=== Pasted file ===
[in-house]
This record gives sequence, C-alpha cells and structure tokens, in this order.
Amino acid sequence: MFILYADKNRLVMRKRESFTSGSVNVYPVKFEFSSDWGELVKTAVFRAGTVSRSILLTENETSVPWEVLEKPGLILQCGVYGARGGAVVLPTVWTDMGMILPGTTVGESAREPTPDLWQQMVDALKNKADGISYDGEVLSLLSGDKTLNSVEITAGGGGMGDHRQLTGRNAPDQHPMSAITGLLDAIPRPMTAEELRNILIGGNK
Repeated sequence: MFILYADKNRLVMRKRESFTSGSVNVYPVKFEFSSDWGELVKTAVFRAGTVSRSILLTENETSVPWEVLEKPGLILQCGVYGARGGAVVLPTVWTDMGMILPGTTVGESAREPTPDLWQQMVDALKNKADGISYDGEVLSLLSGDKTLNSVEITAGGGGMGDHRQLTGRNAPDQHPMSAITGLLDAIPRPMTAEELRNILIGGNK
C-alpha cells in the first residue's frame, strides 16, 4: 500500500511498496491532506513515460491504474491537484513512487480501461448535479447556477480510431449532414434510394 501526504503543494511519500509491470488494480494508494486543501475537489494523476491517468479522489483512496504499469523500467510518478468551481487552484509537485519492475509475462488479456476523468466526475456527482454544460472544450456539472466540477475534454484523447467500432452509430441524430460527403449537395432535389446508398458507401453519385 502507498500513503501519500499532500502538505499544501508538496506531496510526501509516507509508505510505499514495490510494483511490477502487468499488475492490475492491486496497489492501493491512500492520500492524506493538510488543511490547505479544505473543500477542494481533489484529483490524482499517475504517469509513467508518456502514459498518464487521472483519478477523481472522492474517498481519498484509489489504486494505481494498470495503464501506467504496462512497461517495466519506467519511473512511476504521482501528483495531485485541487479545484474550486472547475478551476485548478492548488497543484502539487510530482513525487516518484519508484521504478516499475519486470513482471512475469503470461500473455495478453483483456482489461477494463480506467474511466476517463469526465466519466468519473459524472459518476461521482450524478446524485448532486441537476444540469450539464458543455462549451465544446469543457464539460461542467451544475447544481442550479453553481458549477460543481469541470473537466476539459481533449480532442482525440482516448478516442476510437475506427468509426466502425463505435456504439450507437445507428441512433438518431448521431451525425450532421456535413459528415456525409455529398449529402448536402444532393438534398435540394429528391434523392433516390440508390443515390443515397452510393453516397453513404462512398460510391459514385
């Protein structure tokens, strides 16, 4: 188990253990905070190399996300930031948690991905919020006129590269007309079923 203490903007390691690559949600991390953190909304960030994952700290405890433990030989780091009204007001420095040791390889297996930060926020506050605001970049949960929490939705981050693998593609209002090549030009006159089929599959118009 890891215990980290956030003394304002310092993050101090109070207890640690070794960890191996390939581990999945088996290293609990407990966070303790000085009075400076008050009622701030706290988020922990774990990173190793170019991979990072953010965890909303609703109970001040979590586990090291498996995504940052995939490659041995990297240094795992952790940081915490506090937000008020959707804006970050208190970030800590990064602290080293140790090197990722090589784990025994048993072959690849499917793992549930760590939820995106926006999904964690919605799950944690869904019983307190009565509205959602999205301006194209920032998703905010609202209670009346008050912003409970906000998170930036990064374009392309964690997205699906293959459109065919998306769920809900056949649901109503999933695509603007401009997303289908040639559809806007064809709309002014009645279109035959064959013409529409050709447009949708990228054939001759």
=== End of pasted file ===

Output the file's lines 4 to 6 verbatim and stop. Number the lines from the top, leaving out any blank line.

Repeated sequence: MFILYADKNRLVMRKRESFTSGSVNVYPVKFEFSSDWGELVKTAVFRAGTVSRSILLTENETSVPWEVLEKPGLILQCGVYGARGGAVVLPTVWTDMGMILPGTTVGESAREPTPDLWQQMVDALKNKADGISYDGEVLSLLSGDKTLNSVEITAGGGGMGDHRQLTGRNAPDQHPMSAITGLLDAIPRPMTAEELRNILIGGNK
C-alpha cells in the first residue's frame, strides 16, 4: 500500500511498496491532506513515460491504474491537484513512487480501461448535479447556477480510431449532414434510394 501526504503543494511519500509491470488494480494508494486543501475537489494523476491517468479522489483512496504499469523500467510518478468551481487552484509537485519492475509475462488479456476523468466526475456527482454544460472544450456539472466540477475534454484523447467500432452509430441524430460527403449537395432535389446508398458507401453519385 502507498500513503501519500499532500502538505499544501508538496506531496510526501509516507509508505510505499514495490510494483511490477502487468499488475492490475492491486496497489492501493491512500492520500492524506493538510488543511490547505479544505473543500477542494481533489484529483490524482499517475504517469509513467508518456502514459498518464487521472483519478477523481472522492474517498481519498484509489489504486494505481494498470495503464501506467504496462512497461517495466519506467519511473512511476504521482501528483495531485485541487479545484474550486472547475478551476485548478492548488497543484502539487510530482513525487516518484519508484521504478516499475519486470513482471512475469503470461500473455495478453483483456482489461477494463480506467474511466476517463469526465466519466468519473459524472459518476461521482450524478446524485448532486441537476444540469450539464458543455462549451465544446469543457464539460461542467451544475447544481442550479453553481458549477460543481469541470473537466476539459481533449480532442482525440482516448478516442476510437475506427468509426466502425463505435456504439450507437445507428441512433438518431448521431451525425450532421456535413459528415456525409455529398449529402448536402444532393438534398435540394429528391434523392433516390440508390443515390443515397452510393453516397453513404462512398460510391459514385
């Protein structure tokens, strides 16, 4: 188990253990905070190399996300930031948690991905919020006129590269007309079923 203490903007390691690559949600991390953190909304960030994952700290405890433990030989780091009204007001420095040791390889297996930060926020506050605001970049949960929490939705981050693998593609209002090549030009006159089929599959118009 890891215990980290956030003394304002310092993050101090109070207890640690070794960890191996390939581990999945088996290293609990407990966070303790000085009075400076008050009622701030706290988020922990774990990173190793170019991979990072953010965890909303609703109970001040979590586990090291498996995504940052995939490659041995990297240094795992952790940081915490506090937000008020959707804006970050208190970030800590990064602290080293140790090197990722090589784990025994048993072959690849499917793992549930760590939820995106926006999904964690919605799950944690869904019983307190009565509205959602999205301006194209920032998703905010609202209670009346008050912003409970906000998170930036990064374009392309964690997205699906293959459109065919998306769920809900056949649901109503999933695509603007401009997303289908040639559809806007064809709309002014009645279109035959064959013409529409050709447009949708990228054939001759």